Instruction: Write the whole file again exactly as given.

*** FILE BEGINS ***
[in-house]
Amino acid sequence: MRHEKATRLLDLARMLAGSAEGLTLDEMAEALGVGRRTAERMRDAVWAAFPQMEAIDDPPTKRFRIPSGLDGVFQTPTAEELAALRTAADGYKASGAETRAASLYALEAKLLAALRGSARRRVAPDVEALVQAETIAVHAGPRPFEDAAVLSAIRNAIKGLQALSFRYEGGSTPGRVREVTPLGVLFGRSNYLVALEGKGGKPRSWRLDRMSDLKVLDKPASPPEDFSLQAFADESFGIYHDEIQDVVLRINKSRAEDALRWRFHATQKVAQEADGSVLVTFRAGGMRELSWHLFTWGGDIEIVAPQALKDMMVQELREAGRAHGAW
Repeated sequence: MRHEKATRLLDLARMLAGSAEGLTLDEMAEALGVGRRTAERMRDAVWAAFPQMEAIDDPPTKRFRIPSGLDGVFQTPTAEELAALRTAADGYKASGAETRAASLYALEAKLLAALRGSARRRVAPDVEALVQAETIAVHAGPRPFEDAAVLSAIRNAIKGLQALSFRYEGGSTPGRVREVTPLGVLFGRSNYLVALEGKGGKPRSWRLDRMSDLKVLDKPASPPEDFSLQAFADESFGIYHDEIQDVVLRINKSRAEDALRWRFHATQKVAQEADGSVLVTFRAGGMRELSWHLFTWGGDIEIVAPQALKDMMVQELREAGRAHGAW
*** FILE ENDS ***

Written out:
[in-house]
Amino acid sequence: MRHEKATRLLDLARMLAGSAEGLTLDEMAEALGVGRRTAERMRDAVWAAFPQMEAIDDPPTKRFRIPSGLDGVFQTPTAEELAALRTAADGYKASGAETRAASLYALEAKLLAALRGSARRRVAPDVEALVQAETIAVHAGPRPFEDAAVLSAIRNAIKGLQALSFRYEGGSTPGRVREVTPLGVLFGRSNYLVALEGKGGKPRSWRLDRMSDLKVLDKPASPPEDFSLQAFADESFGIYHDEIQDVVLRINKSRAEDALRWRFHATQKVAQEADGSVLVTFRAGGMRELSWHLFTWGGDIEIVAPQALKDMMVQELREAGRAHGAW
Repeated sequence: MRHEKATRLLDLARMLAGSAEGLTLDEMAEALGVGRRTAERMRDAVWAAFPQMEAIDDPPTKRFRIPSGLDGVFQTPTAEELAALRTAADGYKASGAETRAASLYALEAKLLAALRGSARRRVAPDVEALVQAETIAVHAGPRPFEDAAVLSAIRNAIKGLQALSFRYEGGSTPGRVREVTPLGVLFGRSNYLVALEGKGGKPRSWRLDRMSDLKVLDKPASPPEDFSLQAFADESFGIYHDEIQDVVLRINKSRAEDALRWRFHATQKVAQEADGSVLVTFRAGGMRELSWHLFTWGGDIEIVAPQALKDMMVQELREAGRAHGAW